I met Lucille Keil when she was a spry 84-year-old museum guide. She was my docent at the Young Museum in Bellevue, Iowa, leading me around the house filled with souvenirs collected by Joe and Grace Young during their world travels. During that first tour, she scowled when we reached a glass cabinet near the kitchen.
On a shelf in front of us, someone had rotated a porcelain piece called Landlord in Love. It depicts a man peeping through a hole in a wall at a partially undressed woman. With the piece turned around, guests weren’t subjected to the scandalous sight of the female figure’s bare breasts.
“That’s not right,” she said to me. “I think we should show things as they really are. They [the Youngs] had a sense of humor or else they would have not bought that piece.”
Right then I knew we were going to be friends. Lucille died on June 13, 2019 at the age of 96. She led a remarkable life, an admirable life. And she was one of the toughest and smartest people I ever met.
Barely five feet tall with dusty brown hair that added a few additional inches of vertical height, Lucille was warm and gracious during our first tour. She articulated every word and phrase with the precision of a German engineer, which did nothing to disguise the enthusiasm she felt for the museum’s unique collection.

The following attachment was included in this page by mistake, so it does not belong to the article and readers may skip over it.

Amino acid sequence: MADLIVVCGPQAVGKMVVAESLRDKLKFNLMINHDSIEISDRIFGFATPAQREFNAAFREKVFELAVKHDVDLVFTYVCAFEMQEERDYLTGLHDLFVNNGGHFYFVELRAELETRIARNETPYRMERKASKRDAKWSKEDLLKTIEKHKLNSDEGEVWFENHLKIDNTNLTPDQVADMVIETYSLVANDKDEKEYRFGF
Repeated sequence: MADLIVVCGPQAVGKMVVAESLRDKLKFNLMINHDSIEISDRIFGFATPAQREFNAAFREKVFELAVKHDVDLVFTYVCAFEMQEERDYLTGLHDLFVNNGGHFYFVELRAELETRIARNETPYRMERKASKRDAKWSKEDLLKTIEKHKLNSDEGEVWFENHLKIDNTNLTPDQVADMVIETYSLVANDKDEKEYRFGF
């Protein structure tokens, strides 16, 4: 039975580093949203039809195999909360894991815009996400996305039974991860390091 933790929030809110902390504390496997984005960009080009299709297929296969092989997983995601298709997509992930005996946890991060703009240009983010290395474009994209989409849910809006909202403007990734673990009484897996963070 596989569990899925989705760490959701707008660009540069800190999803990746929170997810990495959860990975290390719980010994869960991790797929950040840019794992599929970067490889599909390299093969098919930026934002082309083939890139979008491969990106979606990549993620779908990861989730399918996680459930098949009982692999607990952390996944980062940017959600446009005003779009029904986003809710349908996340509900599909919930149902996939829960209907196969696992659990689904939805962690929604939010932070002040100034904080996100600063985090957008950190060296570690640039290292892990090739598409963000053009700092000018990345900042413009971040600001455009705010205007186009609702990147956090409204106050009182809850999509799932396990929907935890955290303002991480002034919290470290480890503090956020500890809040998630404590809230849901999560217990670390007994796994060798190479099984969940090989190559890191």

As she led me around, she told stories about the Youngs and the objects in their house, then paused to ask a few questions about my life and background. I think the Youngs left their collection to the people of Bellevue to show them the world beyond their small river town. It certainly did that for Lucille.
I went back to Bellevue three weeks after my first visit and asked to interview her, which simultaneously flattered and disarmed her. As she fumbled over words trying to clarify that I wanted to interview her, she lost track of her footing and nearly stumbled over the stoop.
I’ve been wanting to tell Lucille’s story for some time, but she wouldn’t have it. She didn’t want the attention. Well, she can’t stop me now.
Lucille grew up in rural Bellevue, the daughter of Frank Ernst and Rose Mueller. Musical talent runs deep in the family. Rose and her sisters played in a well-regarded band when they were young. Rose had an opportunity to get a music education but passed on it to stay home and help with the family. Lucille learned to play the piano and passed on the family’s love of music to her son, Kenny, Jr., who played the guitar and piano and sang.